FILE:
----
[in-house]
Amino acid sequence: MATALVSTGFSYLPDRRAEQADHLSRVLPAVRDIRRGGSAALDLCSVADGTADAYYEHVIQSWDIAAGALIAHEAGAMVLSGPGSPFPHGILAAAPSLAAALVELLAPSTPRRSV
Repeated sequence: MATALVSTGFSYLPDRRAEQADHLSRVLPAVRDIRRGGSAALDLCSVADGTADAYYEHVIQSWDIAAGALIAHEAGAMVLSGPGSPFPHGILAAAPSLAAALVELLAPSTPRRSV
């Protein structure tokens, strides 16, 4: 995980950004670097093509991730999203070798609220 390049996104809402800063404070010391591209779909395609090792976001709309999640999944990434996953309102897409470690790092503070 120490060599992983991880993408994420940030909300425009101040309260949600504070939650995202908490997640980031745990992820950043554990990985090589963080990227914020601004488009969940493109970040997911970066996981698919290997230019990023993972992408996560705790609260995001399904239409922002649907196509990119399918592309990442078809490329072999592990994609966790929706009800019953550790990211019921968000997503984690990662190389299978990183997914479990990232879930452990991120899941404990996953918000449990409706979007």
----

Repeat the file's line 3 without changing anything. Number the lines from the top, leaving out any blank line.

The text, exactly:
Repeated sequence: MATALVSTGFSYLPDRRAEQADHLSRVLPAVRDIRRGGSAALDLCSVADGTADAYYEHVIQSWDIAAGALIAHEAGAMVLSGPGSPFPHGILAAAPSLAAALVELLAPSTPRRSV